‘‘Judicial review is concerned with reviewing not the merits of the decision in support of which the application for judicial review is made,’’ it explained, ‘‘but the decision-making process itself. It is thus different from an appeal. When hearing an appeal, the court is concerned with the merits of the decision under appeal. Since the power of judicial review is not an appeal from the decision, the Court cannot substitute its own decision. Apart from the fact that the Court is hardly equipped to do so, it would not be desirable either. Where the selection or rejection is arbitrary, certainly the Court would interfere. It is not the function of a judge to act as a superboard, or with the zeal of a pedantic schoolmaster substituting its judgment for that of the administrator…’’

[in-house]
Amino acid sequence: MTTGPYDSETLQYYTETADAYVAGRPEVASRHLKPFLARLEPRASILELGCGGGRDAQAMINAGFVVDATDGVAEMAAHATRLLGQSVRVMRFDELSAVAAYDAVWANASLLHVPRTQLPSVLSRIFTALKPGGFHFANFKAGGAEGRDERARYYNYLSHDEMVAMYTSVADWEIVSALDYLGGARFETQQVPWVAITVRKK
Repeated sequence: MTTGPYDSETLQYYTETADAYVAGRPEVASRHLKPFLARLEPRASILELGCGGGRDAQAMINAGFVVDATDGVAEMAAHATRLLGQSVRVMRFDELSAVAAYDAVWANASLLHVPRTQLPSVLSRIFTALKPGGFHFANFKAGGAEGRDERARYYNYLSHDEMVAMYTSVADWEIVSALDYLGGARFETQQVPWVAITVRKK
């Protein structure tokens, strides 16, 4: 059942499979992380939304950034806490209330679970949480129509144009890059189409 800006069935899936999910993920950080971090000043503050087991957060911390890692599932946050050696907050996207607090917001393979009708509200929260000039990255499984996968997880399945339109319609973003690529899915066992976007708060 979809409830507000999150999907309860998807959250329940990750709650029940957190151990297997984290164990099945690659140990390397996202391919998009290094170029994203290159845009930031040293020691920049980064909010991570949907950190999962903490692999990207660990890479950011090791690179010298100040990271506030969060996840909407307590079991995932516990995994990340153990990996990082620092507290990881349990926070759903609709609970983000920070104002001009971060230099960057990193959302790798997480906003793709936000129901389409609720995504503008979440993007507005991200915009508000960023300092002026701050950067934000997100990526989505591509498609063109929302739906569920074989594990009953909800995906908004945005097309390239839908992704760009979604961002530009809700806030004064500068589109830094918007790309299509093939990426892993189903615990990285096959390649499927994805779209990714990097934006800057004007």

The Supreme Court cited the British case, Regina v. Panel on Takeovers and Mergers, to the effect that ‘‘The duty of the Court is to confine itself to the question of legality. Its concern should be: (i) Whether a decision-making authority exceeded its powers; (ii) Committed an error of law; (iii) Committed a breach of the rules of natural justice; (iv) Reached a decision which no reasonable tribunal would have reached; or (v) Abused its powers. Therefore, it is not for the Court to determine whether a particular policy or particular decision taken in the fulfillment of that policy is fair. It is only concerned with the manner in which those decisions have been taken. The extent of the duty to act fairly will vary from case to case…’’ Accordingly, the Courts would intervene only in three circumstances: when there has been a manifest illegality; when the ‘‘Wednesbury principle’’ is violated — that is, when the ‘‘decision is so outrageous in its defiance of logic or of accepted moral standards that no sensible person who had applied his mind to the question to be decided could have arrived at (it),’’ when ‘‘The decision is such that no authority properly directing itself on the relevant law and acting reasonably could have reached it’’; and, finally, when ‘‘procedural impropriety’’ has been committed. It is for ascertaining whether any of these circumstances exist that the courts may review the Executive’s evaluation of the facts, or to see whether unequals have been treated as equals.